Beautiful, amazing watercolor illustrations. Lots of lessons too but not too over the top. I love his perspective, how sizes change. In some parts of the book the panda bear seems bigger than a house. It’s like this book was illustrated from the point of view of a child. A very talented amazing artist child with a solid foundation in Buddhism. (suggested age: for little ones) Recommended by our contributor Brenda Ponnay and me.

Thingy Things (a series)
We own about five of them and they are a dog-eared favorite. We started reading these before my daughter could talk and now she reads them to any little child who comes over. They’re great for memorization and even beginning to read. They’re just super simple and super cute. I can’t recommend them enough. I think Lamby Lamb with it’s reverse psychology might be my favorite. (suggested age: for little ones) Recommended by our contributor Brenda Ponnay.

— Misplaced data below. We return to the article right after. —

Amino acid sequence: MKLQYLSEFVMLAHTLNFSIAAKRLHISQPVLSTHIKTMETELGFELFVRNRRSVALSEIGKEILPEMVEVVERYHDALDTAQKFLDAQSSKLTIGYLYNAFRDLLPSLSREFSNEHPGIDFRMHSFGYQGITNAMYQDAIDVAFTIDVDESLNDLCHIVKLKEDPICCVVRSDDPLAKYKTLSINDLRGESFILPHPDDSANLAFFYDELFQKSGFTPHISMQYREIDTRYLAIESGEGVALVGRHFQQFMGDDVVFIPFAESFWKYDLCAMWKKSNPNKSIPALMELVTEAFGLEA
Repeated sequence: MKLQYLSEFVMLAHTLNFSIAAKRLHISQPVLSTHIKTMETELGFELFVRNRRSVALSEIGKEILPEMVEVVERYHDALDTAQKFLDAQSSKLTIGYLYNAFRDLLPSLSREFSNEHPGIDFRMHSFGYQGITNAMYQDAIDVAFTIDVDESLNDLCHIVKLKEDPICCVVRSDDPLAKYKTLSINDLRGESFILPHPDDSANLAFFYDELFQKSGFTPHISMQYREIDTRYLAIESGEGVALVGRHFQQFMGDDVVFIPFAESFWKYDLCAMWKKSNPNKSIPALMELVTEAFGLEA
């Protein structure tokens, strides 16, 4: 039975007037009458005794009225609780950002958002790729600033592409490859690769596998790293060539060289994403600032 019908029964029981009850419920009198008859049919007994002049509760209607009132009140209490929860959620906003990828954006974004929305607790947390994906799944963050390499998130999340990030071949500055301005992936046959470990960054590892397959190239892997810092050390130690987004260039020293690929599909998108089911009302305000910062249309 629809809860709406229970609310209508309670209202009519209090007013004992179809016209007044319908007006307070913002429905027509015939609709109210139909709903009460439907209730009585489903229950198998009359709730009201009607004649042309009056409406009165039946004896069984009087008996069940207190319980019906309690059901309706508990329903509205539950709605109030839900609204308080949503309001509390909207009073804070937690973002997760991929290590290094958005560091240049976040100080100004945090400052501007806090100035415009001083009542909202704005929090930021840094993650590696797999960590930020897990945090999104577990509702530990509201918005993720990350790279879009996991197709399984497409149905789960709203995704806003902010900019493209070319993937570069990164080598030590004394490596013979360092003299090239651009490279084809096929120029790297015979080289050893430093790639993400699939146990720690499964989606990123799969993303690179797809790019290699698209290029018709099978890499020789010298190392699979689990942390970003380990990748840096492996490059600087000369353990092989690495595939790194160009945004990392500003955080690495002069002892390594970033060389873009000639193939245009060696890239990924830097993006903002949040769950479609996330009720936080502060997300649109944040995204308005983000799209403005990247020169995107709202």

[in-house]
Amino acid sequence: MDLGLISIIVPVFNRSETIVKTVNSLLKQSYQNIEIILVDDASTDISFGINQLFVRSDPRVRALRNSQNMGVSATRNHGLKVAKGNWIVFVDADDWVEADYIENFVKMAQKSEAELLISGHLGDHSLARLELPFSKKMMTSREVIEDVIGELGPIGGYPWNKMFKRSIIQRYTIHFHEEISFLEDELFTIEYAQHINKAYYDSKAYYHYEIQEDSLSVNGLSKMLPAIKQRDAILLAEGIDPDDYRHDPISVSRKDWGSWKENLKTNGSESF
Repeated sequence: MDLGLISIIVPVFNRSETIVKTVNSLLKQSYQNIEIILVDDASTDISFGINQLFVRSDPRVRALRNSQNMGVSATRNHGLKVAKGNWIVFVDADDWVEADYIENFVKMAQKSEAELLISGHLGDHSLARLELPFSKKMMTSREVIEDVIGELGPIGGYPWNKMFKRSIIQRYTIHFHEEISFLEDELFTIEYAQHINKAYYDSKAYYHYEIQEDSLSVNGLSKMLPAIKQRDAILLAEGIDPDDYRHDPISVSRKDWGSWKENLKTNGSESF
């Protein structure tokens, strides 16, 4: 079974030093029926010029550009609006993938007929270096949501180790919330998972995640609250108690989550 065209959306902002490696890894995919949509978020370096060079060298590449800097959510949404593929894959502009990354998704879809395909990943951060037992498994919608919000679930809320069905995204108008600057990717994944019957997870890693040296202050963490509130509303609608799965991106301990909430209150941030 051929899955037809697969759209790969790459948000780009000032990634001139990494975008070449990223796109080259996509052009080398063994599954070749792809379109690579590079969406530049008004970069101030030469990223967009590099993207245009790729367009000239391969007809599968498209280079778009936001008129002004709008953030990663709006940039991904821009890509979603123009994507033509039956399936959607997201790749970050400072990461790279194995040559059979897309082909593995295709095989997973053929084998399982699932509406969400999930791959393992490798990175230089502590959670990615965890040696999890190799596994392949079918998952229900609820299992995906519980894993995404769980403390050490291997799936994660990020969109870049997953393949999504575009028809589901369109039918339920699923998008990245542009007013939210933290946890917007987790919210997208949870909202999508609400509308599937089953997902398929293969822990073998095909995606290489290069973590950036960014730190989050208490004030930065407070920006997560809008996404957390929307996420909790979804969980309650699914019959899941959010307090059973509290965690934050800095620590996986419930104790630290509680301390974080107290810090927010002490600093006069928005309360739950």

Dear Dumb Diary Series
For the early readers who are just getting into chapter books this series really clicked for my daughter. I’m not sure why. Maybe the illustrations, maybe the sarcastic sense of humor. I’m not sure but they were a winner. I can download one onto my kindle for her to borrow and she’ll be lost for hours. (suggested age: young elementary) Recommended by our contributor Brenda Ponnay. Here’s a formal review of the Dear Dumb Diary series from a few years back by Mir.

When You Were Small by Sara O’Leary